Almost 2,300 Clinical Trials to be Conducted in Central Europe in 2014, Reports PMR27 Jun 2012 • by Natalie Aster
The Central European (CE) region has, in recent years, been extensively affected by changes in global trends pertaining to clinical trials, mainly because of the regulatory and economic developments in the countries involved. Rising costs have forced global concerns to increase their total spending on research and development. As a consequence, global outsourcing trends have become more prevalent in recent decades, particularly on markets such as CE which are strategically important. In total, the number of new clinical trials is expected to rise by 6-7% per annum between 2012 and 2014. Most will be phase III oncology studies.
The number of clinical trials in all of the countries analysed has been affected by the global economic crisis. In regional terms, in 2009, the reduction in the number of trials reached almost 5% in comparison with 2008. In 2010, the overall market recovered, with 4% more trials approved than in 2009. Our estimates showed that 2011 ended with a slightly lower increase than that of 2010, because of a reduction in the number of trials in Hungary in the wake of legal changes (retrospective tax on R&D expenses).
“We expect a 6% increase in the number of clinical trials in the CE region in 2012. Optimistic forecasts for countries such as the Czech Republic, Bulgaria and Romania suggest a year-on-year increase of one percentage point in the growth dynamics in 2013. In general, however, there will be a slightly less substantial increase in the market in terms of the number of clinical trials in comparison with the years before the financial crisis (2009). This will be associated with the further economic and political integration of all of the relevant countries with the EU. The cost of clinical trials will gradually rise, making the countries less attractive to pharmaceutical concerns.” said Monika Stefanczyk, the Head Pharmaceutical Market Analyst at PMR.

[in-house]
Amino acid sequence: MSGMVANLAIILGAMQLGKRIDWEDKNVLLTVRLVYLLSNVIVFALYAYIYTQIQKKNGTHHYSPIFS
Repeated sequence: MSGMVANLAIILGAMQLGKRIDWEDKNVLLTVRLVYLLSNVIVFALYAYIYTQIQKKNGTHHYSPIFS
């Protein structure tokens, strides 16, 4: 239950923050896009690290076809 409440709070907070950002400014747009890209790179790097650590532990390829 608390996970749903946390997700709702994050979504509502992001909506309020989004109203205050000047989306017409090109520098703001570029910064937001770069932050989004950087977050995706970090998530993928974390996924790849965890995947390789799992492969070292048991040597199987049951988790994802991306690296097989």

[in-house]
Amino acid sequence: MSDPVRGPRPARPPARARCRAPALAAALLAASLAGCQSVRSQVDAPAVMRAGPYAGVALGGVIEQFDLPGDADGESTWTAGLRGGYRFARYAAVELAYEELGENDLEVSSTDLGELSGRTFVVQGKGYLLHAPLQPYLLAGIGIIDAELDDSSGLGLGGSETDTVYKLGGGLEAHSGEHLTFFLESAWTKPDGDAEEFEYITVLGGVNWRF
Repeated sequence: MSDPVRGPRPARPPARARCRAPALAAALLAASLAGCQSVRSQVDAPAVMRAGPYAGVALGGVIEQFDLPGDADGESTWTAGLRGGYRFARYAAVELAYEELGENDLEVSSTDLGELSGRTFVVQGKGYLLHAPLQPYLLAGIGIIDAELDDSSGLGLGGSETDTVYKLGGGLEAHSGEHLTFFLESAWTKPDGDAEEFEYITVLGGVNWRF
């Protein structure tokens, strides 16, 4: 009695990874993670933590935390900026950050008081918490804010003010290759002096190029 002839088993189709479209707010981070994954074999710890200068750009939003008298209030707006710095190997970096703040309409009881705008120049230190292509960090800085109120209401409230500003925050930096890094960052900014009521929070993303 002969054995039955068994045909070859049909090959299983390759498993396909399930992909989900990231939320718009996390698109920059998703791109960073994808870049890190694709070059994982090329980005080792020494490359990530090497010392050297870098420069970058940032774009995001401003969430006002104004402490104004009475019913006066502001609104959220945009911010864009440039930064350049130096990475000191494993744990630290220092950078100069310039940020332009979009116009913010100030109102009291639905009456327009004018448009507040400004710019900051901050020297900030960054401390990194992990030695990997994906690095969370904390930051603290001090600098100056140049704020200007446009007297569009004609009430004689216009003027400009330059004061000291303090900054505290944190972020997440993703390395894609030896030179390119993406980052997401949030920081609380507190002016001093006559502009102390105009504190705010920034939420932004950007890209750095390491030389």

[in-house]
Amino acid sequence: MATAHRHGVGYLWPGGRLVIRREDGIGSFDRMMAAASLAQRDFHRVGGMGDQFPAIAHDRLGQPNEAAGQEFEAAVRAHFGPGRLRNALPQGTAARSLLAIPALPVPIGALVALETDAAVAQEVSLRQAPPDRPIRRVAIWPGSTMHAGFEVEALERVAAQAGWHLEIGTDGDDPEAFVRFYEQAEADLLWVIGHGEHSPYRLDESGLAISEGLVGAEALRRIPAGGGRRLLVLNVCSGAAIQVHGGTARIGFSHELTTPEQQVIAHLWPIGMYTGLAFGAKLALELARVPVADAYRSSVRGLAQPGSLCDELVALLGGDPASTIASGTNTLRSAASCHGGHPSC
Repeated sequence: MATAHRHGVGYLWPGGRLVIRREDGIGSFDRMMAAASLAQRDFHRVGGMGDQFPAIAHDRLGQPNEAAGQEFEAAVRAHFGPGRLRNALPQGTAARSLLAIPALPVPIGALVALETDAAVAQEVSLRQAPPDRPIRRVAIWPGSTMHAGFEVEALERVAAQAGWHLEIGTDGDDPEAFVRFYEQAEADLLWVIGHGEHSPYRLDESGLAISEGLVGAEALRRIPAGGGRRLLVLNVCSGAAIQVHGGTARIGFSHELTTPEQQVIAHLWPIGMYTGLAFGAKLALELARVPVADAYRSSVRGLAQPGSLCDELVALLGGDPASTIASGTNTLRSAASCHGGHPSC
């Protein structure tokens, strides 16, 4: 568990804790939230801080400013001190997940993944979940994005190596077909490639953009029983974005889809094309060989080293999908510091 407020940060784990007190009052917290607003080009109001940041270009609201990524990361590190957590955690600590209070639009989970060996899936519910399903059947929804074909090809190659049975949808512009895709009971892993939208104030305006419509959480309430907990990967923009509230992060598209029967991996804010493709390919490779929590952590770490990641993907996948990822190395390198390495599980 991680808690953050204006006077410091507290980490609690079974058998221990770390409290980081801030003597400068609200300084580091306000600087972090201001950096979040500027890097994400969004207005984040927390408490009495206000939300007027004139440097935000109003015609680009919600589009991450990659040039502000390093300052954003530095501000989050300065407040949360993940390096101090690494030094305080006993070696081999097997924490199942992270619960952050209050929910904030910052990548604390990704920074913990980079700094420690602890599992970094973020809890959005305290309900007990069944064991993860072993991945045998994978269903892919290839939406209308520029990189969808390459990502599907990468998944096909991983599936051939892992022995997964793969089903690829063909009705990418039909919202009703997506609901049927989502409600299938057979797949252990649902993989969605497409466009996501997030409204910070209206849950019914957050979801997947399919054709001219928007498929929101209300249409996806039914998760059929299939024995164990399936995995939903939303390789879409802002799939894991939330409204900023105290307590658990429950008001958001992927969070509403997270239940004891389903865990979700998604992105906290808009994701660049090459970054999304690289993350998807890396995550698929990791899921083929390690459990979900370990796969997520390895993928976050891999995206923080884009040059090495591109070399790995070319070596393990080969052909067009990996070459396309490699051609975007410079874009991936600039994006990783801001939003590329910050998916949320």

According to the report “Clinical Trials in Central Europe 2012. Development Forecasts for 2012-2014.” by PMR, Poland has the most substantial number of open clinical trials (almost 1,200) and accounts for 33% of all open trials in the countries analysed. Both the Czech Republic and Hungary conduct 300-400 trials every year and account for similar proportions of open trials. Almost 13% of all open trials are accounted for by Romania.
Clinical Trials in Central Europe 2012. Development Forecasts for 2012-2014.
Published: April, 2012
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In all of the six countries analysed, the breakdown of clinical trials in terms of phases showed similar proportions. Most open studies in the CE countries selected were phase III studies, and three-fifths of the 2,460 total were open trials in March 2012. The proportion represented by the phase III group varies between 53% in Poland and 67% in Slovakia. The figure for Phase II studies varies between 21 and 24%, with the exception of Slovakia, where it was 14%. The most substantial percentage of phase II studies was observed in Hungary. When counted together in all countries, approximately 10% of clinical trials were phases I and IV, with phase I accounting for only 2-5% of the total number of studies and phase IV 7-9%.
Breakdown of open clinical trials in CE countries analysed (%), March 2012
The most prominent therapeutic category in the CE countries in question is that of antineoplastic and immunomodulating agents, which account for 34% of all open clinical trials – the largest figure was that of Poland (37%), and the lowest that witnessed in Bulgaria (29%). Non-small cell lung cancer and breast cancer were among the oncological diseases most commonly investigated in each country. The second and third categories were the alimentary tract, along with digestive metabolism, and the nervous system, with 14% and 13% respectively. The highest percentage of nervous system diseases was observed in Bulgaria (17%). The categories most often included in clinical trials in all countries were treatments for depressive disorders, epilepsy and multiple sclerosis. Digestive disease was the most common category in Romania (16%). In each country there were studies pertaining to diabetes, hepatitis C and B and Crohn’s disease.
Number of open clinical trials in CE, by therapeutic category, as of March 2012
More information can be found in the report “Clinical Trials in Central Europe 2012. Development Forecasts for 2012-2014.” by PMR.
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